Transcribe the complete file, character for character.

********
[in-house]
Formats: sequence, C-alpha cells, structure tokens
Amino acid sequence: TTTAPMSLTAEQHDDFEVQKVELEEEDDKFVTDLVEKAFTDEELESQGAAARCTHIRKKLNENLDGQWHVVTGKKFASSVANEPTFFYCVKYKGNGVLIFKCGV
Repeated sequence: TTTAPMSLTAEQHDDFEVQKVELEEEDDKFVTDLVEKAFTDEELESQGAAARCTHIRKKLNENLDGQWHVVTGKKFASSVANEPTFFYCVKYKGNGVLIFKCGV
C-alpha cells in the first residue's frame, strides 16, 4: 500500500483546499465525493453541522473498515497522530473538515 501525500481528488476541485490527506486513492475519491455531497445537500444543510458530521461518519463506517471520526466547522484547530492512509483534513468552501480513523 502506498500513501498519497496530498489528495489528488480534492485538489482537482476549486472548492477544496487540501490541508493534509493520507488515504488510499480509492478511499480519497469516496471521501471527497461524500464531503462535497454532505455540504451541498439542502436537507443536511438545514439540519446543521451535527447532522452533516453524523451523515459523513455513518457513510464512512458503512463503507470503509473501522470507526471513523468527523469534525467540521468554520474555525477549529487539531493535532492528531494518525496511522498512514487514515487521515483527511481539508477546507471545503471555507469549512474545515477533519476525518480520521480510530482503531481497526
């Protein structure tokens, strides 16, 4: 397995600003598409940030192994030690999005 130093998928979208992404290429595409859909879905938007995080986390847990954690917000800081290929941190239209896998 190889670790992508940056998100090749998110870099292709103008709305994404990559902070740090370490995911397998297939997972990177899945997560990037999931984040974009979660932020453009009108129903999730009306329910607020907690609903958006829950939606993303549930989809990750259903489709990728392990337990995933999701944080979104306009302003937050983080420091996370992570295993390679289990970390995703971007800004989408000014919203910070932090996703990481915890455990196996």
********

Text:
[in-house]
Formats: sequence, C-alpha cells, structure tokens
Amino acid sequence: TTTAPMSLTAEQHDDFEVQKVELEEEDDKFVTDLVEKAFTDEELESQGAAARCTHIRKKLNENLDGQWHVVTGKKFASSVANEPTFFYCVKYKGNGVLIFKCGV
Repeated sequence: TTTAPMSLTAEQHDDFEVQKVELEEEDDKFVTDLVEKAFTDEELESQGAAARCTHIRKKLNENLDGQWHVVTGKKFASSVANEPTFFYCVKYKGNGVLIFKCGV
C-alpha cells in the first residue's frame, strides 16, 4: 500500500483546499465525493453541522473498515497522530473538515 501525500481528488476541485490527506486513492475519491455531497445537500444543510458530521461518519463506517471520526466547522484547530492512509483534513468552501480513523 502506498500513501498519497496530498489528495489528488480534492485538489482537482476549486472548492477544496487540501490541508493534509493520507488515504488510499480509492478511499480519497469516496471521501471527497461524500464531503462535497454532505455540504451541498439542502436537507443536511438545514439540519446543521451535527447532522452533516453524523451523515459523513455513518457513510464512512458503512463503507470503509473501522470507526471513523468527523469534525467540521468554520474555525477549529487539531493535532492528531494518525496511522498512514487514515487521515483527511481539508477546507471545503471555507469549512474545515477533519476525518480520521480510530482503531481497526
């Protein structure tokens, strides 16, 4: 397995600003598409940030192994030690999005 130093998928979208992404290429595409859909879905938007995080986390847990954690917000800081290929941190239209896998 190889670790992508940056998100090749998110870099292709103008709305994404990559902070740090370490995911397998297939997972990177899945997560990037999931984040974009979660932020453009009108129903999730009306329910607020907690609903958006829950939606993303549930989809990750259903489709990728392990337990995933999701944080979104306009302003937050983080420091996370992570295993390679289990970390995703971007800004989408000014919203910070932090996703990481915890455990196996």